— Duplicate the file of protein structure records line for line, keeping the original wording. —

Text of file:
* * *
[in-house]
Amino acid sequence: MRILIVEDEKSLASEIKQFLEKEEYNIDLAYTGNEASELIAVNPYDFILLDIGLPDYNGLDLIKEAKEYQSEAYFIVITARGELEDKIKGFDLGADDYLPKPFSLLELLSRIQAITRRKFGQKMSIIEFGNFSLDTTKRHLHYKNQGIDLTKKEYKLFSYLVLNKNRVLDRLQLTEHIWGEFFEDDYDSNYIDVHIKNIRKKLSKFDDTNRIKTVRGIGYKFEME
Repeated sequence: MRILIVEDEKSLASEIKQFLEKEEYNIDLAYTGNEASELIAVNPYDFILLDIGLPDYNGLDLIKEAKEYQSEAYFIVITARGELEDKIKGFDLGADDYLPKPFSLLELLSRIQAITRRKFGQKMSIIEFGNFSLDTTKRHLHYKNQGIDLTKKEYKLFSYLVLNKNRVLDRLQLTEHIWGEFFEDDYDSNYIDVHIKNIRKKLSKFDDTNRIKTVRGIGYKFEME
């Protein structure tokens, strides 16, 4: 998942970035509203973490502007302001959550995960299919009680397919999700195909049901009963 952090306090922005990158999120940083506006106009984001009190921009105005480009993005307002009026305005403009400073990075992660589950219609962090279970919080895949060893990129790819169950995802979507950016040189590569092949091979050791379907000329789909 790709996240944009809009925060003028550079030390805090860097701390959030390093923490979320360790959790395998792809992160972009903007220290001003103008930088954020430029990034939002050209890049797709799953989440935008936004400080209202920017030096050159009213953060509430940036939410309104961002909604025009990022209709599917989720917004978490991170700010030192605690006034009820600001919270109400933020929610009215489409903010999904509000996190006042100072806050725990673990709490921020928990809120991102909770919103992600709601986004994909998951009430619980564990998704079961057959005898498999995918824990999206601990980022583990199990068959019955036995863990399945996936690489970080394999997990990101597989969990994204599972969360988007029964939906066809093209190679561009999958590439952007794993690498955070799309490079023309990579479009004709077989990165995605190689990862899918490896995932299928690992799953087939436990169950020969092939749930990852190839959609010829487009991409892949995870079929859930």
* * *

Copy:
[in-house]
Amino acid sequence: MRILIVEDEKSLASEIKQFLEKEEYNIDLAYTGNEASELIAVNPYDFILLDIGLPDYNGLDLIKEAKEYQSEAYFIVITARGELEDKIKGFDLGADDYLPKPFSLLELLSRIQAITRRKFGQKMSIIEFGNFSLDTTKRHLHYKNQGIDLTKKEYKLFSYLVLNKNRVLDRLQLTEHIWGEFFEDDYDSNYIDVHIKNIRKKLSKFDDTNRIKTVRGIGYKFEME
Repeated sequence: MRILIVEDEKSLASEIKQFLEKEEYNIDLAYTGNEASELIAVNPYDFILLDIGLPDYNGLDLIKEAKEYQSEAYFIVITARGELEDKIKGFDLGADDYLPKPFSLLELLSRIQAITRRKFGQKMSIIEFGNFSLDTTKRHLHYKNQGIDLTKKEYKLFSYLVLNKNRVLDRLQLTEHIWGEFFEDDYDSNYIDVHIKNIRKKLSKFDDTNRIKTVRGIGYKFEME
């Protein structure tokens, strides 16, 4: 998942970035509203973490502007302001959550995960299919009680397919999700195909049901009963 952090306090922005990158999120940083506006106009984001009190921009105005480009993005307002009026305005403009400073990075992660589950219609962090279970919080895949060893990129790819169950995802979507950016040189590569092949091979050791379907000329789909 790709996240944009809009925060003028550079030390805090860097701390959030390093923490979320360790959790395998792809992160972009903007220290001003103008930088954020430029990034939002050209890049797709799953989440935008936004400080209202920017030096050159009213953060509430940036939410309104961002909604025009990022209709599917989720917004978490991170700010030192605690006034009820600001919270109400933020929610009215489409903010999904509000996190006042100072806050725990673990709490921020928990809120991102909770919103992600709601986004994909998951009430619980564990998704079961057959005898498999995918824990999206601990980022583990199990068959019955036995863990399945996936690489970080394999997990990101597989969990994204599972969360988007029964939906066809093209190679561009999958590439952007794993690498955070799309490079023309990579479009004709077989990165995605190689990862899918490896995932299928690992799953087939436990169950020969092939749930990852190839959609010829487009991409892949995870079929859930």